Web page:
Digital remastering of recordings from the sixties and on often sounded not as open as the analog original when processed by the XS, which beckons the question as to the type of audiophiles spending $45k on a phono stage and perhaps another $38k on the companion line stage. He/she must be, of course wealthy but also a heck of a discerning music lover, because he/she is not satisfied with the ordinary reproduction of the music in his collection. Rather, he wants to experience the music in the most realistic way as presented by the most advanced thinking in modern technologies. It is because when the most advanced phono stage is put before him and allows him to hear all the subtleties of the instrument, the intricacies of the musician’s techniques and the mastery in the reading, it moves the listener in ways that no lesser systems can. He can spend more and travel to all corners of the Earth and then back, and he will still have not experienced the exultation of the soul as only a mastery performance of a work as presented and realized by the best in home audio. I consider myself blessed to have experienced some of that.

After listening to it, I reckon the XS is the only way to experience vinyl. Finally, Kent English, the International Sales Director of Pass Laboratories, offered the following:

Wayne designs circuits such that he gets the best performance metrics and greatest number of smiles under the widest set of circumstances in terms of what he’s doing…and isn’t that really the grail. 

As long as audio is a mix and match hobby, we find it prudent to go out of our way to build product that works well with the widest possible spread of other makers’ equipment, in “our-world” and for our “end-user;” [and] “play well with others”.  

In stark contrast to that you recall the Pass Labs Rushmore 5-way active speaker. Rushmore was the product Nelson and I wanted and Joe shaped to what he saw as a viable product. Really, a very nice system, speakers and amps and front end’s all matched as a set. If you just wanted to enjoy music, the Rushmore was a very good window to the music, but if you wanted to play with wires, play with amplifiers, play with crossovers, the Rushmore was an anathema to your goals.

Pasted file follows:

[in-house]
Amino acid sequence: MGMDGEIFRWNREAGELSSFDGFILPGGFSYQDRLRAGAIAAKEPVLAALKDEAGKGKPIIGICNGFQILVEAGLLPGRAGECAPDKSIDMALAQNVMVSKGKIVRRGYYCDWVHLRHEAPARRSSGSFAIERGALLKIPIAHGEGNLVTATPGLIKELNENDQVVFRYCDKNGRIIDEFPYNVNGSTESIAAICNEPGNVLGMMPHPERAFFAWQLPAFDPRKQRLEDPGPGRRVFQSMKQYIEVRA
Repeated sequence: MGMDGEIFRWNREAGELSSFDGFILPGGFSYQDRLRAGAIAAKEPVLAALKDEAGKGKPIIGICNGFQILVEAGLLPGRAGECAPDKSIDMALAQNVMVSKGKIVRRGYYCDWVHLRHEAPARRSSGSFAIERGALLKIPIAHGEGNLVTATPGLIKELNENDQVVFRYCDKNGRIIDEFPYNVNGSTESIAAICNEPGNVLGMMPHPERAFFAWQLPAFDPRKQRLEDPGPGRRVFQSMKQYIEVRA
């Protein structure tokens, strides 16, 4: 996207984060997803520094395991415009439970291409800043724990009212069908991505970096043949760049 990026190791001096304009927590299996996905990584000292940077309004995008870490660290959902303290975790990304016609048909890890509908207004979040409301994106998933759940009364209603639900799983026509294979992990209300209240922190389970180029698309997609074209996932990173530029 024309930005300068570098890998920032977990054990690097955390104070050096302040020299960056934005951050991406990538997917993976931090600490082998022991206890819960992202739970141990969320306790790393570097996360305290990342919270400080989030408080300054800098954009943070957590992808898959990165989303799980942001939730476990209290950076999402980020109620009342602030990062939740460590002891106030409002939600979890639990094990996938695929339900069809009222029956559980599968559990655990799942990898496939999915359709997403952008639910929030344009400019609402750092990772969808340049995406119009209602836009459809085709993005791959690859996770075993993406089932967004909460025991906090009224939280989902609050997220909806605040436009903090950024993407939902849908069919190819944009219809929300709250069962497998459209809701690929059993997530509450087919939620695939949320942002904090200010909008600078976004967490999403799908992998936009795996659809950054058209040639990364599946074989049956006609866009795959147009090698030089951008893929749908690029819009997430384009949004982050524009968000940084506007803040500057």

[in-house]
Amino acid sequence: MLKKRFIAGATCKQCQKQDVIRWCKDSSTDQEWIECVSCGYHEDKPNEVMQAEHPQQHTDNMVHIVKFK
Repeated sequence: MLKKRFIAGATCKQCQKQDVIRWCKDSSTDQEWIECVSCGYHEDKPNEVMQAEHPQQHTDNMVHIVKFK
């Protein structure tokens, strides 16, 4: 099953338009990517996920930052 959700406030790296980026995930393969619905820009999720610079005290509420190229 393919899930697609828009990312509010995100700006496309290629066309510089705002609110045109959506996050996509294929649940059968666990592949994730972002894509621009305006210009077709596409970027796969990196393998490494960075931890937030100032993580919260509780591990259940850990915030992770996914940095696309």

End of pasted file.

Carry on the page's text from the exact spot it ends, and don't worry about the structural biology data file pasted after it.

And so it goes, too, with phono. If a maker could match arm to table, cartridge to arm, wire to cartridge, head amp to the whole assembly…right up to matching listener in the room, then some tasks would become much easier. We have neither will nor luxury to make that happen. And even if we did, and I don’t believe that’s a lofty goal, high end audio is not “cookie -cutter”, there isn’t one best, or one path.

Again, per Wayne Colburn: “Forty five thousand dollars for a phono stage? Yes and if you can’t write the check don’t listen to it there is no going back and you can’t unremember the sound. It is XS and it isn’t for everybody we sell a great one for less than one-tenth this price.”

2 Responses to Pass Laboratories Xs Phono Review

  1. Allen Edelstein says:

    This is primarily curiosity since it doesn’t affect your review at all. I noted in your review that the amplifiers used were pure class A. I see this all the time but it doesn’t make sense to me. Not pure class A implies that an amplifier goes into class B at some output level. But for me a class A amp can never go into class B or it is a richly biased A/B amp. So what is your definition of pure class A versus just class A?

    • Dear Allen,

      Thank you for your comment and readership.

      I invited Nelson Pass to shed some lights on your comment, and he has graciously offered the following:

      “The phrase pure Class A has an implied aspect, which is that the type of Class A is ‘pure’, resulting from a continuous high current bias in the output stage as opposed to some “trick circuit” that keeps forward conduction in transistors without a high idle current. I patented the first example of that in 1976, and with the subsequent abuse of such a technique by imitators, the marketplace has tended to look upon that with some suspicion.

      There is no Class A amplifier that doesn’t go into some other class at a sufficiently high output current or voltage. As a practical matter, we simply rate the points at which an amplifier will leave Class A when one half of the output stage ceases to conduct current. An example is our XA25 which voltage clips into 8 ohms, but leaves Class A at a 200-watt peak into 2 ohms, which is a 10-amp peak.

      It is logical to argue that a Class AB amplifier is Class A up to some particular wattage. Usually that is such a low figure that nobody cares, like 1 or 2 watts. Class AB amplifiers that run higher bias and run Class A to a significant portion of their rated output are sometimes called Class A/AB.”


Leave a Reply

Your email address will not be published. Required fields are marked *

This site uses Akismet to reduce spam. Learn how your comment data is processed.

Popups Powered By :